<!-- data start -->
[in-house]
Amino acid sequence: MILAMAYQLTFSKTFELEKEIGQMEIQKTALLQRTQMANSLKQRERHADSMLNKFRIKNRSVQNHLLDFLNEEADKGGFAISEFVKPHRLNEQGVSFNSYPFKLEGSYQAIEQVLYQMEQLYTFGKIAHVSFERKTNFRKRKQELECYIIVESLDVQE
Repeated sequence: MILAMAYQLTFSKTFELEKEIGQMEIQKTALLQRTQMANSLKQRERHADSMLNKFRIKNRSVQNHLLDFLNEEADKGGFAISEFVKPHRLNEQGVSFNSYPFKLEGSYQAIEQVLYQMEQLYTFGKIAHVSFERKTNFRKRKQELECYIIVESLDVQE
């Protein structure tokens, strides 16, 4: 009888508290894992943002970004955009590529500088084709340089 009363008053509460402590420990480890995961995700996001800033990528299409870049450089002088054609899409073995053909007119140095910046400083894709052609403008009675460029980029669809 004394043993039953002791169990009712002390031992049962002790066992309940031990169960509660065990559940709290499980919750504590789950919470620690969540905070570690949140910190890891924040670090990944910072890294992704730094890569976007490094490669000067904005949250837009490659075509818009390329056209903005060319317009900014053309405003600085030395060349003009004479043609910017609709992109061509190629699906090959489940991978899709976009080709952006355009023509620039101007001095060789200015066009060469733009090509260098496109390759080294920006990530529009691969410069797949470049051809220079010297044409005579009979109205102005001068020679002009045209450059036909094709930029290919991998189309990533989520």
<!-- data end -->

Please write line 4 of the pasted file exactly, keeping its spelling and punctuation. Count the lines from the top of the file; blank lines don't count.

């Protein structure tokens, strides 16, 4: 009888508290894992943002970004955009590529500088084709340089 009363008053509460402590420990480890995961995700996001800033990528299409870049450089002088054609899409073995053909007119140095910046400083894709052609403008009675460029980029669809 004394043993039953002791169990009712002390031992049962002790066992309940031990169960509660065990559940709290499980919750504590789950919470620690969540905070570690949140910190890891924040670090990944910072890294992704730094890569976007490094490669000067904005949250837009490659075509818009390329056209903005060319317009900014053309405003600085030395060349003009004479043609910017609709992109061509190629699906090959489940991978899709976009080709952006355009023509620039101007001095060789200015066009060469733009090509260098496109390759080294920006990530529009691969410069797949470049051809220079010297044409005579009979109205102005001068020679002009045209450059036909094709930029290919991998189309990533989520």